Cartesian Product and the empty set

I am not quite sure about the Cartesian Product in combination with the empty set. Let's say:

$A := \{\{5\}\}$ and $B := \{\varnothing\}$.

What's the proper Cartesian Product? Is it $A\times B = \{(\{5\}, \varnothing), (\varnothing, \{5\})\}$ or simply $A\times B = \{\varnothing\}$ because of $A\times \varnothing = \varnothing$?

Edit:

As Brian M. Scott, Mauro ALLEGRANZA and amWhy said:

A×B={({5},∅)}

is right. Thank you really much!

• $A \times B = \{ ( \{ 5 \}, \emptyset) \}$ because $A \times B = \{ (x,y) : x \in A \land y \in B \}$ – Mauro ALLEGRANZA Oct 29 '14 at 19:44
• $A \times B \ne \{ \emptyset \}$ because $B \ne \emptyset$; $B$ has one element : the emptyset, while the emptyset has no elements. – Mauro ALLEGRANZA Oct 29 '14 at 19:46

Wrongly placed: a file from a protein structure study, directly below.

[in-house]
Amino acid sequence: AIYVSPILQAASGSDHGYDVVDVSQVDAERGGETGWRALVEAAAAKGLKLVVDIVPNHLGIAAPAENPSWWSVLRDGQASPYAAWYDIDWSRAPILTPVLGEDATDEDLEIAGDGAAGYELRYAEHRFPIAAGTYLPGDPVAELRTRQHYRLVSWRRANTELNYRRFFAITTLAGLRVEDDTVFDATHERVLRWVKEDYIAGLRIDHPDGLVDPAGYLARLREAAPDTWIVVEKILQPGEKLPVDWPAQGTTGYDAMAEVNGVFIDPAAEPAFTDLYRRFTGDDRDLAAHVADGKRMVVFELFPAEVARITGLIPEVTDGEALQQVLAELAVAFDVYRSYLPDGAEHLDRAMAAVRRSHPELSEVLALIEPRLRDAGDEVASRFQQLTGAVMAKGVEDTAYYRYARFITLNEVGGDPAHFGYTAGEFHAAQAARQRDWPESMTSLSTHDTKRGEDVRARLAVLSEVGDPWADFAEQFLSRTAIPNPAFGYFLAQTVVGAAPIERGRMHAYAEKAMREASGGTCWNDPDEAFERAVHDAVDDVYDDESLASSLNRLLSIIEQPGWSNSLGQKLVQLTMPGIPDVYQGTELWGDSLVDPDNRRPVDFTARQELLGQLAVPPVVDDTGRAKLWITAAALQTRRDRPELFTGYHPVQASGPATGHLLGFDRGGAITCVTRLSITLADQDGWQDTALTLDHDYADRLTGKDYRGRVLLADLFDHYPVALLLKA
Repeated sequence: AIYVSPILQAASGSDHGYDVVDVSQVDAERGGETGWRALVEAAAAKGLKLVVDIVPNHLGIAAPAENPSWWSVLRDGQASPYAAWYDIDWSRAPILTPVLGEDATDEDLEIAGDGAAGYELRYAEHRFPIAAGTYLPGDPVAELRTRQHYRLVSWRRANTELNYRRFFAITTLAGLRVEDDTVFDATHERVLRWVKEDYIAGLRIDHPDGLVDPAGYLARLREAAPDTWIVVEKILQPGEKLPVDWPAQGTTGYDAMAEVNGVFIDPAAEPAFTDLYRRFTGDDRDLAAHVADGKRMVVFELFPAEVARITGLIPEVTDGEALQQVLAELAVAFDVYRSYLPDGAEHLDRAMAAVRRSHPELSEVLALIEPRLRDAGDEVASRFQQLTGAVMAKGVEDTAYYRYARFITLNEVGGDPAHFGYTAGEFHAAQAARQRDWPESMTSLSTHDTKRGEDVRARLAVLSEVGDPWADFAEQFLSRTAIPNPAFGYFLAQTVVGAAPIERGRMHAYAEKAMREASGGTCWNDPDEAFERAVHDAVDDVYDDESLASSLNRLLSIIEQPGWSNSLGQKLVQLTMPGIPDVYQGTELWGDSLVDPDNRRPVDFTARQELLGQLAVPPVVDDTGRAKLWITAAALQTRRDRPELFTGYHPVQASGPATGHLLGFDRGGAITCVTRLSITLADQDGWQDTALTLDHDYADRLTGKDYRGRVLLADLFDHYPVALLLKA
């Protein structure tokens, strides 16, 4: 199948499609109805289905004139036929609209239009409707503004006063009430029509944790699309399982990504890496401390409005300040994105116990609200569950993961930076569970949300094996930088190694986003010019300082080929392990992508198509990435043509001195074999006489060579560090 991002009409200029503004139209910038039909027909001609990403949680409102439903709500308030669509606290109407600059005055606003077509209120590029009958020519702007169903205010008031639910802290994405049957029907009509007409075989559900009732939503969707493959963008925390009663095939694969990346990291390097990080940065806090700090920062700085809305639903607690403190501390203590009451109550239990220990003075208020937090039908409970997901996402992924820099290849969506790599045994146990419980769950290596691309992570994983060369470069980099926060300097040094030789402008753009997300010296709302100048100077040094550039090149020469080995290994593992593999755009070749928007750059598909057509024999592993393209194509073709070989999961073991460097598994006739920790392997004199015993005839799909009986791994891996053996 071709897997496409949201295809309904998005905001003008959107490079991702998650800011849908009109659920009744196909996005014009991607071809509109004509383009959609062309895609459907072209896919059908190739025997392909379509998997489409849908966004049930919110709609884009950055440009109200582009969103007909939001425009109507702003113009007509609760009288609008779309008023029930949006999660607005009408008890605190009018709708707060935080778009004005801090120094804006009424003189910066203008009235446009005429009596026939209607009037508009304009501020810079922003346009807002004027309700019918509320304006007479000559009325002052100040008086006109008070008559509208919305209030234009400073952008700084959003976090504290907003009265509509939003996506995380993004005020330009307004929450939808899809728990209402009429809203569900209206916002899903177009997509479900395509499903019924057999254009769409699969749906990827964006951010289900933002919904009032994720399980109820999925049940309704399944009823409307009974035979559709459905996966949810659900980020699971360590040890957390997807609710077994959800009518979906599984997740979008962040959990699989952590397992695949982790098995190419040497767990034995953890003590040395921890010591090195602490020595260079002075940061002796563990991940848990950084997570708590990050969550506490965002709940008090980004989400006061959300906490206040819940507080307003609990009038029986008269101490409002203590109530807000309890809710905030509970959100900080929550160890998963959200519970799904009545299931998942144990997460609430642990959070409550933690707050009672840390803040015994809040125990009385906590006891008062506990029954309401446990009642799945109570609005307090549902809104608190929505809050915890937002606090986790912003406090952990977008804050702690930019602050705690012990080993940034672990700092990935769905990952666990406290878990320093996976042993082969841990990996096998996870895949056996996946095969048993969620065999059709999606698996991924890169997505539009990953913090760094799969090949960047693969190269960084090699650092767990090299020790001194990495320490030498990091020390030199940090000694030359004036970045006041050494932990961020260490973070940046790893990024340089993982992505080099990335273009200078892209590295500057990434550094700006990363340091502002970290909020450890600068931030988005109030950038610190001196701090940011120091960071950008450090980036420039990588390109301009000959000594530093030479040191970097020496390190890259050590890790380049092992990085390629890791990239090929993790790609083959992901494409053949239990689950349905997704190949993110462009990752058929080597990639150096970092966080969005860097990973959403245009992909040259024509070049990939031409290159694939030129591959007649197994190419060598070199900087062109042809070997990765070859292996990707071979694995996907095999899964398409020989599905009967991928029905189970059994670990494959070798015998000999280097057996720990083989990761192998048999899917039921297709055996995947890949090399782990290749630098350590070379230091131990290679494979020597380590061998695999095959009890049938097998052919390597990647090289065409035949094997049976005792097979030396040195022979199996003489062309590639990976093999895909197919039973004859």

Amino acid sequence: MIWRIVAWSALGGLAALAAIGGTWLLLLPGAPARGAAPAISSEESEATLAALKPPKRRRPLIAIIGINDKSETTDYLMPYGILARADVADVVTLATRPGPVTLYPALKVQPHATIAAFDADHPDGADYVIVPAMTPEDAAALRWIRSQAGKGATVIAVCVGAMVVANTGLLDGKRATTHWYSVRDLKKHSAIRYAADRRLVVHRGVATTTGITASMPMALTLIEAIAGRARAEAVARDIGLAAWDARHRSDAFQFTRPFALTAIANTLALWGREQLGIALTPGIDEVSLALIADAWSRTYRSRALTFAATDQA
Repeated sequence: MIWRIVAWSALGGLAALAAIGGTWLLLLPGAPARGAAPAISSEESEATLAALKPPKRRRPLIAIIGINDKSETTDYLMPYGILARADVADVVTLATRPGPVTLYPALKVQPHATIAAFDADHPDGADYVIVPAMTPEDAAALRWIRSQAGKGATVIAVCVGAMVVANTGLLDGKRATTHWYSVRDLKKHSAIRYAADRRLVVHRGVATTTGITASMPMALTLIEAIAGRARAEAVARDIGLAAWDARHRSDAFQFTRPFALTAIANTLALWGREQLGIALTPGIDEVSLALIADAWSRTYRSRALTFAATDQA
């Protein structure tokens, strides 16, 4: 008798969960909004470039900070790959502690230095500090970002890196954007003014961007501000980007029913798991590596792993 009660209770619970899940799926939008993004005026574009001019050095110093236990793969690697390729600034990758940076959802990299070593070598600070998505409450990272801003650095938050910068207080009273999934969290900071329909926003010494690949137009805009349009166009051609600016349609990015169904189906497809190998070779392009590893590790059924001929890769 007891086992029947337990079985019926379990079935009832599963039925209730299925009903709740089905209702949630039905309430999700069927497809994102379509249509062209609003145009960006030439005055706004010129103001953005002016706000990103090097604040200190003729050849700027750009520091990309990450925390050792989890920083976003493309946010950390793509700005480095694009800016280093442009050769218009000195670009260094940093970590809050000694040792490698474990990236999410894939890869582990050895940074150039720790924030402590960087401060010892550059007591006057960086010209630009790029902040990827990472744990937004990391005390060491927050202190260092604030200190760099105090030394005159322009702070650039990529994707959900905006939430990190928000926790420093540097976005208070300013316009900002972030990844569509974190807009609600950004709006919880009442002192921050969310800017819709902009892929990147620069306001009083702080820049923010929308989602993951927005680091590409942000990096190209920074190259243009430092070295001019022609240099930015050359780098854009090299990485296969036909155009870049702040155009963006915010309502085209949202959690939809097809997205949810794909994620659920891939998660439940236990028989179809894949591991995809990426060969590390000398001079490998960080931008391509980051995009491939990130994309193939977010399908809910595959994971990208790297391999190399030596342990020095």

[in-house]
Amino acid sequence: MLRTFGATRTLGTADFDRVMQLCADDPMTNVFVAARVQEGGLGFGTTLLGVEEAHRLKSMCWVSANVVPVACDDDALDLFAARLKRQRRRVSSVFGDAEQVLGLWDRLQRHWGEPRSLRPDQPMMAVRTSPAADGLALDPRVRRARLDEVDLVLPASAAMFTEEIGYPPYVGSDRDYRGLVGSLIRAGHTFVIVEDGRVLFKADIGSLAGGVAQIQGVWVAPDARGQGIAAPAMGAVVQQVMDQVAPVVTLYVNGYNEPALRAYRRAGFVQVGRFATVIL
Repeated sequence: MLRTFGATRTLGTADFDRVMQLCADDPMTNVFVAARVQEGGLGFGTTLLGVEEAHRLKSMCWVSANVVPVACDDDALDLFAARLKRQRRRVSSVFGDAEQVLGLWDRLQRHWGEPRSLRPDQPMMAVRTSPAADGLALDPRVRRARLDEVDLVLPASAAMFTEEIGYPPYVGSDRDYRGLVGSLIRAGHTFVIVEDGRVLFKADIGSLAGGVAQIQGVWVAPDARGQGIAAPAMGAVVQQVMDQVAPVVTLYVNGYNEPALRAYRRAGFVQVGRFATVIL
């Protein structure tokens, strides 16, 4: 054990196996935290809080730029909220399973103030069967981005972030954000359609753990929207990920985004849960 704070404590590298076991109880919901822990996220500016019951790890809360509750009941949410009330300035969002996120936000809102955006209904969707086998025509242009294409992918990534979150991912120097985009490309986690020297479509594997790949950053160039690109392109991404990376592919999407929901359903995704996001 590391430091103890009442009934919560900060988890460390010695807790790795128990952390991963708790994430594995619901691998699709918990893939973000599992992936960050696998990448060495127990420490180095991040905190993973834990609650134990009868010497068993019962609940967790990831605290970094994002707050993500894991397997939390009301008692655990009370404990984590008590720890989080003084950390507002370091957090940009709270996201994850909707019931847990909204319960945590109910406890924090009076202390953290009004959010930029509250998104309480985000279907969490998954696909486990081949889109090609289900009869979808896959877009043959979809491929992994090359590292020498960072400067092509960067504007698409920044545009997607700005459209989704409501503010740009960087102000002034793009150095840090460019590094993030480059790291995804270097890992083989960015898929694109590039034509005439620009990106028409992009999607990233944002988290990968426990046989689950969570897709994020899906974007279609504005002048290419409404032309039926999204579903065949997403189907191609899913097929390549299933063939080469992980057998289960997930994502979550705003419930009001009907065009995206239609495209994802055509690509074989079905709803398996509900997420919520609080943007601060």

Each of the sets $A$ and $B$ has a single element. For a moment call those elements simply $a$ and $b$ to avoid being distracted by the specific nature of the elements; then it should be clear that the only member of $A\times B$ is the ordered pair $\langle a,b\rangle$. Now let’s go back and recall what $a$ and $b$ actually are: $a=\{5\}$, and $b=\varnothing$. Thus, $A\times B$ contains just the ordered pair $\langle\{5\},\varnothing\rangle$:
$$A\times B=\{\langle\{5\},\varnothing\rangle\}\;.$$
• @Conjury: No. By definition $A\times B$ is the set of ordered pairs $\langle a,b\rangle$ such that $a\in A$ and $b\in B$. In this case $\varnothing\notin A$, so $\langle\varnothing,\{5\}\rangle$ is not in $A\times B$. – Brian M. Scott Oct 29 '14 at 19:48
$A, B$ are each a one element set. $A$ contains the set $\{5\}$ as its only element, and $B$ contains $\varnothing$ as its only element. So $$A\times B = \{(\{5\}, \varnothing)\}$$